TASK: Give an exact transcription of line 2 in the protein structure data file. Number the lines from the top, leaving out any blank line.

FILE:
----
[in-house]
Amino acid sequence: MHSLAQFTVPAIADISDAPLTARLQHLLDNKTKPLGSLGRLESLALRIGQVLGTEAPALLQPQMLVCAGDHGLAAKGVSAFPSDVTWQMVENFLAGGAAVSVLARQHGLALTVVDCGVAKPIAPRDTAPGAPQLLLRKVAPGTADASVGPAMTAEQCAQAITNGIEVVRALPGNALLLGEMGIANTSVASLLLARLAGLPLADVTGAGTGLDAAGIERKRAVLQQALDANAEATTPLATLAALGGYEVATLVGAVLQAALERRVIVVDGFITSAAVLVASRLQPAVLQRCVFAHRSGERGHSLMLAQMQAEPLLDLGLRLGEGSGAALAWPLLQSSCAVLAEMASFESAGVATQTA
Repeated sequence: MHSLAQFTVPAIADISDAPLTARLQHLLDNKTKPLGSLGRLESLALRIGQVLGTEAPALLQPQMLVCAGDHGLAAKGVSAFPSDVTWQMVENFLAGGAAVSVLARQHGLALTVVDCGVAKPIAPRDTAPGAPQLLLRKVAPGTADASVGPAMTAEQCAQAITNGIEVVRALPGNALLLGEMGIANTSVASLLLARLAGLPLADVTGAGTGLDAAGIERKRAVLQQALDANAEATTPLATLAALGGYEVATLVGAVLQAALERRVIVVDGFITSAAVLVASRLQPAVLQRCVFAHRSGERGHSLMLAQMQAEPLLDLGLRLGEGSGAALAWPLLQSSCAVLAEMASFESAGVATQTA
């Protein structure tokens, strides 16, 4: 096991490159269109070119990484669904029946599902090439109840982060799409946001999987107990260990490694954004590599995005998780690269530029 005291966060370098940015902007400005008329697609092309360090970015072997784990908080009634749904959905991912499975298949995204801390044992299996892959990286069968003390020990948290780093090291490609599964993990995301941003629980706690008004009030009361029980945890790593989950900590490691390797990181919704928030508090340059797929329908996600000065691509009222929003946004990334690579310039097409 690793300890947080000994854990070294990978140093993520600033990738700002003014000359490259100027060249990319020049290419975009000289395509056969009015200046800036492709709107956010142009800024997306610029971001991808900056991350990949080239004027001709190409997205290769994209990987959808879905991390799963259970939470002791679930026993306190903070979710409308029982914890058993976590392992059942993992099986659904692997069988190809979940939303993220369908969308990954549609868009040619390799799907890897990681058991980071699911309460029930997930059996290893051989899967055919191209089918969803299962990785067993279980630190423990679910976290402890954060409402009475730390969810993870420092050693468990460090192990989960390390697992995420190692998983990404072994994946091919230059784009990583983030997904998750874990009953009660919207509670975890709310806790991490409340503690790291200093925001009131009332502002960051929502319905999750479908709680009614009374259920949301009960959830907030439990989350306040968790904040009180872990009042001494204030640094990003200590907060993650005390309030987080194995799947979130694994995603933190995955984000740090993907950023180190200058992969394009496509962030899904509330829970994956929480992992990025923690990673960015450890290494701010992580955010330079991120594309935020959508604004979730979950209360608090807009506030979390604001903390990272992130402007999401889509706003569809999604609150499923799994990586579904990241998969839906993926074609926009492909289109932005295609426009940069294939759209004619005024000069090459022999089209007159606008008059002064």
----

Amino acid sequence: MHSLAQFTVPAIADISDAPLTARLQHLLDNKTKPLGSLGRLESLALRIGQVLGTEAPALLQPQMLVCAGDHGLAAKGVSAFPSDVTWQMVENFLAGGAAVSVLARQHGLALTVVDCGVAKPIAPRDTAPGAPQLLLRKVAPGTADASVGPAMTAEQCAQAITNGIEVVRALPGNALLLGEMGIANTSVASLLLARLAGLPLADVTGAGTGLDAAGIERKRAVLQQALDANAEATTPLATLAALGGYEVATLVGAVLQAALERRVIVVDGFITSAAVLVASRLQPAVLQRCVFAHRSGERGHSLMLAQMQAEPLLDLGLRLGEGSGAALAWPLLQSSCAVLAEMASFESAGVATQTA